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Author: Franz Gaudoit
Publisher: Tilsit
Year: 2006

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We have just been knighted, and we aim to build a kingdom of such beauty that our competitors will envy us, and the damsels will swoon in admiration. Two to five players embark on this ambitious quest in the gam Baron. The beauty of our kingdom is translated to honour points, and the player who manages to collect most of these may call himself the winner.
The game board consists of one hexagonal land tile at the beginning of the game, and as the game progresses, more tiles are added. There are nine different types of land tiles, ranging from –2 points to +3 points. All players receive 2 to 5 donjons (towers) in their players colour, depending on the number of players. Everybody receives one meadow tile (value 0) and one tile with value 1.
At the beginning of his turn, a player draws a tile from a display of three tiles. The first tile is for free, the tile in the second position costs one honour point, and the tile at the back costs three honour points. Subsequently, the player has to place one tile. This tile has to be connected to the game board on at least one side, and two identical tiles cannot be adjacent, except for meadows. A player concludes his turn by placing a tower on a free meadow, if he wishes. These towers constitute the core of the game. As soon as a tower is surrounded by tiles on all six sides, the owner of the tower, which represents a knight, tries to consolidate a barony.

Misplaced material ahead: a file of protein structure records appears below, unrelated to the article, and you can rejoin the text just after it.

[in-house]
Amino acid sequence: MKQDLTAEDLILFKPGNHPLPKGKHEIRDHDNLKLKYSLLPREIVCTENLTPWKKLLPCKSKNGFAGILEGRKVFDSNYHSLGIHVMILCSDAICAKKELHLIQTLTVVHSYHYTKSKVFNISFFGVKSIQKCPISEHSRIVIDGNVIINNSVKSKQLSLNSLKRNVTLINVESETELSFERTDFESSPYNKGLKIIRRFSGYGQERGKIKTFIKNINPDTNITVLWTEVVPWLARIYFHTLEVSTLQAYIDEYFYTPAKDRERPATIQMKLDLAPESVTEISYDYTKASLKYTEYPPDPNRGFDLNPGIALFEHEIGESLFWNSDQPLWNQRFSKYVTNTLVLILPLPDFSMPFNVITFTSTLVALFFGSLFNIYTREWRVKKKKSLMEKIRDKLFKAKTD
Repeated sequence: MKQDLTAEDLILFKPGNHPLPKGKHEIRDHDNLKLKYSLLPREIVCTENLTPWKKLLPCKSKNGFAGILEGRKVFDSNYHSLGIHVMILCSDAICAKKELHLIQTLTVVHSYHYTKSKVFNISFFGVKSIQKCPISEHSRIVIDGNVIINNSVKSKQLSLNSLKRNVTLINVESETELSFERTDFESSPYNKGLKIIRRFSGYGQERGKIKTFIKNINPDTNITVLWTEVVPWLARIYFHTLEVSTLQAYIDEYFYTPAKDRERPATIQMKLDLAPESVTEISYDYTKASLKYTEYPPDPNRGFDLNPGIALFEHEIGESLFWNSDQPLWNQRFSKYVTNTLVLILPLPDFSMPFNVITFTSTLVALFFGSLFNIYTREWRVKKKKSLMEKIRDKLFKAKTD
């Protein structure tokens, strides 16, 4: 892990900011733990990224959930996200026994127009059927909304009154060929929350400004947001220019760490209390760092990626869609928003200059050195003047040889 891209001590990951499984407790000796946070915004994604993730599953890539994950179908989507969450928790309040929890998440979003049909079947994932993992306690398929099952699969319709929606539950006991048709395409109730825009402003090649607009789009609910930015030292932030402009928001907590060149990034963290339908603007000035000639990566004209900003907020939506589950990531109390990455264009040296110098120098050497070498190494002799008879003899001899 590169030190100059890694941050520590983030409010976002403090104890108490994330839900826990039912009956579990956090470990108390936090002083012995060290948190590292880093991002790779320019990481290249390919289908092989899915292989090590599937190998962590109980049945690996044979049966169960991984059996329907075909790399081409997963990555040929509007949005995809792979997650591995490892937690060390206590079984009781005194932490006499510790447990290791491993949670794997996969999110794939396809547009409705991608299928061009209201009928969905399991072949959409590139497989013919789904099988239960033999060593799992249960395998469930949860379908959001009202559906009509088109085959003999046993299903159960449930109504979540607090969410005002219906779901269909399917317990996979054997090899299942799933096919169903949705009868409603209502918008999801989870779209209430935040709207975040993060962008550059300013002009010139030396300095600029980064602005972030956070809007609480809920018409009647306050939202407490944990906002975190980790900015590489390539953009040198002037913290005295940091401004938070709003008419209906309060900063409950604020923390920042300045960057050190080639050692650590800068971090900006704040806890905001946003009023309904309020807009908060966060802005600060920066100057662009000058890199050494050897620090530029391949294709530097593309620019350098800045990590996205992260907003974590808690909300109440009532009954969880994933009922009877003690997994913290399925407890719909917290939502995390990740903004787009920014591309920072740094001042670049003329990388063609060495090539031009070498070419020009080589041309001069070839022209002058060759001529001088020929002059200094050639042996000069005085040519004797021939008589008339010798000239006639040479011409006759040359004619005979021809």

First, it is determined whether the six tiles that surround the knight (partly) overlap with a barony of another player. If not, the knight doesn’t have to fight, and he automatically becomes a baron. The tower is put upside-down, to indicate that the knight is now a baron. The value of the six tiles that constitute his barony are added up, and this total is added to his honour points.
To remind players of the value of a barony, a power token indicating the value of the barony is placed on top of the tower. If the six tiles of the barony do overlap with a barony of another player, the baron and the knight start a fight. All tiles that are part of both baronies are covered with special combat tokens. These are the tiles they are fighting about. The barony with the highest total value on the remaining tiles of his barony wins the combat. If the old baron was the strongest, the knight is removed from the board. This has no further consequences for the scores of both players.
However, if the knight was stronger than the baron, the baron is chased away, and he receives minus points for his defeat. The number of minus points equals the value of the tiles that were part of both baronies. The victorious knight is turned over to its baron-side, and the points of his new barony are scored as described previously.
Knights/barons that have been removed from the board can be placed again by their owners later in the game. The game ends when all land tiles have been placed. The knights that are already on the board, but are not surrounded yet by six tiles, make one last-minute attempt to consolidate a barony. If the tiles of their barony overlap with those of other players, combat is resolved as usual. The points that can be scored in this final phase are half their normal value. The baron with the highest score wins the game.